When you file an enforcement, you can ask the judge to punish the person who did not follow the order. Punishment can include make-up visitation, fines, fees, and even time in jail.   

An order is only enforceable if it is “clear, specific, and unambiguous as to the duties and responsibilities of the alleged violator.” Ex Parte Slavin (Texas 1967). This is why the order's language is so important and why an order must be read closely to determine what the other person must do.   

See How to Enforce a Visitation Order.

The schedule in the court order does not work for our family. Can we do something else? 

Most court orders allow for agreement with some language like “Possession and Access shall be as agreed or as follows…” and then describe the visitation schedule. If parents wish to agree to something different than the visitation schedule, they can use any schedule they want. But if one of them is not in agreement, both parents are expected to follow the court order. Failure to follow the court order could result in an enforcement action being filed against the parent who violates the order. 

If the parents cannot agree on a different schedule, it may also be possible to modify—or change – the court order so that the schedule is more workable. Generally, a parent will have to show that there has been a substantial change in circumstances since the last court order was signed before a parent can ask to modify it. A judge does not have time, and the courts do not have the resources to address every disagreement between parents. Parents should try to work together and be understanding of each others’ schedules and the child’s needs and best interests.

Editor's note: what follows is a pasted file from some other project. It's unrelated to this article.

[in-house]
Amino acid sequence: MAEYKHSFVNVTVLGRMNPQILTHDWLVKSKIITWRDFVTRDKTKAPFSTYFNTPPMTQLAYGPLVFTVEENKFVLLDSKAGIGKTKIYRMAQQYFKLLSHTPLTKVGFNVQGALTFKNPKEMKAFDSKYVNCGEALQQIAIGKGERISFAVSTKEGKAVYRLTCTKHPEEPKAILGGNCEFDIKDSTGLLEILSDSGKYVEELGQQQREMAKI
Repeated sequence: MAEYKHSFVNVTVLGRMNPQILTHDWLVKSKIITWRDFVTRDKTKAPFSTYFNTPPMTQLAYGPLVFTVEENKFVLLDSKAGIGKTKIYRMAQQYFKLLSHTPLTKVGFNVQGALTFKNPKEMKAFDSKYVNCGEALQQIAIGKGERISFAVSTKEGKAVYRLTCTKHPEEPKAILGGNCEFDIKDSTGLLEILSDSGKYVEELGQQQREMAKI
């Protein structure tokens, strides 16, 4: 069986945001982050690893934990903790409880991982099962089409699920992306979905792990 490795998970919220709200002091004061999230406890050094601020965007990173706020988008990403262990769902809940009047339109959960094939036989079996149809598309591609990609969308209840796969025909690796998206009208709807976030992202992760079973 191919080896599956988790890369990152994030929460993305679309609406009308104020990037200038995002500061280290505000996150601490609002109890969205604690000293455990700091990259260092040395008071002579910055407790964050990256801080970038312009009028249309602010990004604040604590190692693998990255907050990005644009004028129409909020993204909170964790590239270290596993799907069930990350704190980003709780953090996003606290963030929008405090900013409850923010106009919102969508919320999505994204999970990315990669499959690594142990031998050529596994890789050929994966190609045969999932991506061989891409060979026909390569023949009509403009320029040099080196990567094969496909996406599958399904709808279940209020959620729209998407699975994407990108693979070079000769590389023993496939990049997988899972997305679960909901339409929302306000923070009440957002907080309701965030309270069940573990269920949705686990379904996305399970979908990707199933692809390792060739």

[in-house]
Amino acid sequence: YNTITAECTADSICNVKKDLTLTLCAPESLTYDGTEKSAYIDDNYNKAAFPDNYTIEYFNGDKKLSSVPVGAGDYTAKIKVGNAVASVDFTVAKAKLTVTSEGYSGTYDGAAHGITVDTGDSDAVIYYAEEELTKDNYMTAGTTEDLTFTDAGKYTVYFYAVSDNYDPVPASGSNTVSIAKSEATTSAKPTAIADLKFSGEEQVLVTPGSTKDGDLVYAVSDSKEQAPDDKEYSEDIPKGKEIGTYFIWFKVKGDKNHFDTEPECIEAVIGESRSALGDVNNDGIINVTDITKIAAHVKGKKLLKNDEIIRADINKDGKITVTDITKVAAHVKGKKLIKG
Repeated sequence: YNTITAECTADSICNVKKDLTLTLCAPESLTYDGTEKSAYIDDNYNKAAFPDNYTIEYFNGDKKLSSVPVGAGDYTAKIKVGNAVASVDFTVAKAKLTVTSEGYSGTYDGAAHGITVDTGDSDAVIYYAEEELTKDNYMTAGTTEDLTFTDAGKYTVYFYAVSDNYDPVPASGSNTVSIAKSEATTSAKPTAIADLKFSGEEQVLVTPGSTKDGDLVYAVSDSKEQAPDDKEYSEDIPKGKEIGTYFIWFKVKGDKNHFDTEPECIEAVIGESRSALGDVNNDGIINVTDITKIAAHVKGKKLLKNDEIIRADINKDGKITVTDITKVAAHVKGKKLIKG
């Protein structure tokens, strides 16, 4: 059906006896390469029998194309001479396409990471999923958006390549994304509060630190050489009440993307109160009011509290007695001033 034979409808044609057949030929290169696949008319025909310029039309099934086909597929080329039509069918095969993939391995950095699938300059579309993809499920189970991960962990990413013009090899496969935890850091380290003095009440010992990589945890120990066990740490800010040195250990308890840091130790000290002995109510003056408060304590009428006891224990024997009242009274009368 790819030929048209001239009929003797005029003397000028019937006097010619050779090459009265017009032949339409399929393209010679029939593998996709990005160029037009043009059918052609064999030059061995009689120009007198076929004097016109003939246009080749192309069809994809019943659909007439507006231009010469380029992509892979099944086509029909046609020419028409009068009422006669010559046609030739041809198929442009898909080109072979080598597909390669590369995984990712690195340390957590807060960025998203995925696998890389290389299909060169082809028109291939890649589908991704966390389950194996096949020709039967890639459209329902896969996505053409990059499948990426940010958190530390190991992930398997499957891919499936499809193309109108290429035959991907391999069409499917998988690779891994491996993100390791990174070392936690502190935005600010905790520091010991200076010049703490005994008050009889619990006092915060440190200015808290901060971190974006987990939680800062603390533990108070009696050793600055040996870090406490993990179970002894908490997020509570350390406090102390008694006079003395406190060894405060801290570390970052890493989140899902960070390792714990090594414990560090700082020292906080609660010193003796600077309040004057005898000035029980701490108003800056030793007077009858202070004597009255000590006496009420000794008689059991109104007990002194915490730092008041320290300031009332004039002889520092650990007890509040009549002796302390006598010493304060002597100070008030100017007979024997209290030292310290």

How strict can I be about holding the other parent to the court order?

In most cases, the expectation is that parents will act reasonably. For example, if a special event or bad traffic causes a parent to run late, it is reasonable to allow it. If an occasional family celebration causes one parent to get a shorter visit than usual, it is reasonable to give that parent extra time the following weekend to make up for it. It is also reasonable to agree to trade weekends in this situation.  

Prioritize communication. It is reasonable to expect the other parent to tell you if they are running late or will miss a visit. No parent should be forced to wait without knowing what is happening with their child. Being late or missing visits is not only inconsiderate; it is also difficult for the children. It is in their best interest to know what to expect and to be able to rely on both parents.